By furnishing a set of reusable design 'building blocks' within the Workspace, you can embark on fresh projects safe in the knowledge that each model, component, and higher-order design element has been ratified and approved for use, without having to reinvent the wheel as it were. The Workspace becomes both the source and destination of design elements, with each new design utilizing elements released to and managed through the Workspace. Additionally, by designing only with elements from the Workspace, the integrity of those designs is inherently assured.
Altium Designer connects to a Workspace. That Workspace can be delivered in one of the following ways:
With an Altium 365 Workspace, you'll benefit from a richer set of collaborative features, including Global Sharing. And because it is cloud-based, you get the latest version of the Workspace without having to worry about manual upgrades.
Some of the key benefits that Altium 365 brings to the design table:
- Securely share PCB designs with internal and external stakeholders with a web link with which they can view and comment on the design via a web browser on any platform (Mac, Windows, Android, or iOS) and any device (desktop or mobile).
- Communicate true design intent early and collaboratively through commenting, co-creation, and visualization of PCB designs. Work from anywhere and connect with anyone with ease. Built-in storage and version control (tightly integrated with Altium Designer) ensure that the latest data is available at any time from any device.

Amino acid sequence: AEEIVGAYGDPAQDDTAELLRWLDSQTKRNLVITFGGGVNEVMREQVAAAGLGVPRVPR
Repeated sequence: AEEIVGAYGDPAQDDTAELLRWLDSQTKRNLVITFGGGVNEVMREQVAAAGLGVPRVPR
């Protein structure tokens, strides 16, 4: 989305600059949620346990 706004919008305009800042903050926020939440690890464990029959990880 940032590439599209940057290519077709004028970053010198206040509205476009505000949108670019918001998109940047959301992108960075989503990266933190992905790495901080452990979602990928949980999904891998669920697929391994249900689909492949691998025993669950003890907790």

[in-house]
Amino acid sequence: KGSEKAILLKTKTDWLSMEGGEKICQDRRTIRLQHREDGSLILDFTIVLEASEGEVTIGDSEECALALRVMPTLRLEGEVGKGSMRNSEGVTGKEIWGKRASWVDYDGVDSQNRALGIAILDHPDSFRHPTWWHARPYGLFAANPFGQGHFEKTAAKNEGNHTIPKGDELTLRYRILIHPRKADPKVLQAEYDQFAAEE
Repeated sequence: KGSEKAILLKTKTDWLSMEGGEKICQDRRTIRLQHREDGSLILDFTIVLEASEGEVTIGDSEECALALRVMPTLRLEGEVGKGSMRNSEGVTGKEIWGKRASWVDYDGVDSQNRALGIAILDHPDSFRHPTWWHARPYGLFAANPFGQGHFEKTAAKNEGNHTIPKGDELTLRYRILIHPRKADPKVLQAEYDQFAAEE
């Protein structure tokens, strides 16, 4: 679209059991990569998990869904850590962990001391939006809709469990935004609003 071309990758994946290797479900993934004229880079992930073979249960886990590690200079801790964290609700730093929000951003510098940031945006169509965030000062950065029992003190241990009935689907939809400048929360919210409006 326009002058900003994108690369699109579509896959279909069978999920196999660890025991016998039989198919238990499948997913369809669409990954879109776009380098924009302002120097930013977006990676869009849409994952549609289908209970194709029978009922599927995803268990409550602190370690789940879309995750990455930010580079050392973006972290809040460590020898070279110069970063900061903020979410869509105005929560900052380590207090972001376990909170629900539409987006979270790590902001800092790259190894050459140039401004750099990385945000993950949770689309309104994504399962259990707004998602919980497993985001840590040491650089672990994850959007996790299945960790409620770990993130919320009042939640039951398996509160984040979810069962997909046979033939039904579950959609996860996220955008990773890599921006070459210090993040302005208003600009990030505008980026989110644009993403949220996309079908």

- Conduct more effective design reviews by allowing users to highlight and mark up a specific component or area on a schematic or layout. Internal/external stakeholders (e.g., managers, other designers, part suppliers, etc.,) can comment and mark up designs simultaneously (much like a collaboration on a Google® document).
- Collaborate with multiple designers. The web browser platform simplifies how designs are visualized and marked up while allowing other designers to connect to the same PCB design with Altium Designer to author changes.
- Co-design with mechanical designers. Electrical and mechanical engineers can push and pull design data backward and forward in real-time with each being notified when changes have been made by the other. Altium 365 provides native integration between electronic and mechanical domains through a built-in co-designer capability that provides native integration with a variety of MCAD software tools.
- Reduce miscommunication and redesign iterations with manufacturing. Compress design cycles with the capability to create formal atomic design releases ensuring a coherent set of manufacturing data. Create a manufacturing package that can be bundled up according to the needs of your specific manufacturing partner.
Capturing Your Design Idea as a Schematic